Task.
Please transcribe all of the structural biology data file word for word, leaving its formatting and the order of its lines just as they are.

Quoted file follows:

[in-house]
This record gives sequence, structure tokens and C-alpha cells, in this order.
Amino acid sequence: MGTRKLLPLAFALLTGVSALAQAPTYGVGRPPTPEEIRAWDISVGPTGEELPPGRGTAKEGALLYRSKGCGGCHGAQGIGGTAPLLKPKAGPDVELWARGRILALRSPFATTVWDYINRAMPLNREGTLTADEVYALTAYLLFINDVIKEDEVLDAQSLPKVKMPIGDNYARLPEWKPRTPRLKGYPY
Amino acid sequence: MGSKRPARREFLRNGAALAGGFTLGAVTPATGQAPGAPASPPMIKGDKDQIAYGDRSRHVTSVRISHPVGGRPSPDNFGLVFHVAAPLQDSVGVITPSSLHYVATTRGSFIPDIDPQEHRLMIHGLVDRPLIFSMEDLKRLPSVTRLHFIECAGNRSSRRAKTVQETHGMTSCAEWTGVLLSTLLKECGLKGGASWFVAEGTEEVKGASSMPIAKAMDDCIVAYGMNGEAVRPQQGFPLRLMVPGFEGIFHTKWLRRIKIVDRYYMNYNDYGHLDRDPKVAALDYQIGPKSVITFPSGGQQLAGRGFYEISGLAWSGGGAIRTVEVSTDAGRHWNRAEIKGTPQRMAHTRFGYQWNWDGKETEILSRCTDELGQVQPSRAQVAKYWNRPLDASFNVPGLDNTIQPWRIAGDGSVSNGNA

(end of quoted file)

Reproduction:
[in-house]
This record gives sequence, structure tokens and C-alpha cells, in this order.
Amino acid sequence: MGTRKLLPLAFALLTGVSALAQAPTYGVGRPPTPEEIRAWDISVGPTGEELPPGRGTAKEGALLYRSKGCGGCHGAQGIGGTAPLLKPKAGPDVELWARGRILALRSPFATTVWDYINRAMPLNREGTLTADEVYALTAYLLFINDVIKEDEVLDAQSLPKVKMPIGDNYARLPEWKPRTPRLKGYPY
Amino acid sequence: MGSKRPARREFLRNGAALAGGFTLGAVTPATGQAPGAPASPPMIKGDKDQIAYGDRSRHVTSVRISHPVGGRPSPDNFGLVFHVAAPLQDSVGVITPSSLHYVATTRGSFIPDIDPQEHRLMIHGLVDRPLIFSMEDLKRLPSVTRLHFIECAGNRSSRRAKTVQETHGMTSCAEWTGVLLSTLLKECGLKGGASWFVAEGTEEVKGASSMPIAKAMDDCIVAYGMNGEAVRPQQGFPLRLMVPGFEGIFHTKWLRRIKIVDRYYMNYNDYGHLDRDPKVAALDYQIGPKSVITFPSGGQQLAGRGFYEISGLAWSGGGAIRTVEVSTDAGRHWNRAEIKGTPQRMAHTRFGYQWNWDGKETEILSRCTDELGQVQPSRAQVAKYWNRPLDASFNVPGLDNTIQPWRIAGDGSVSNGNA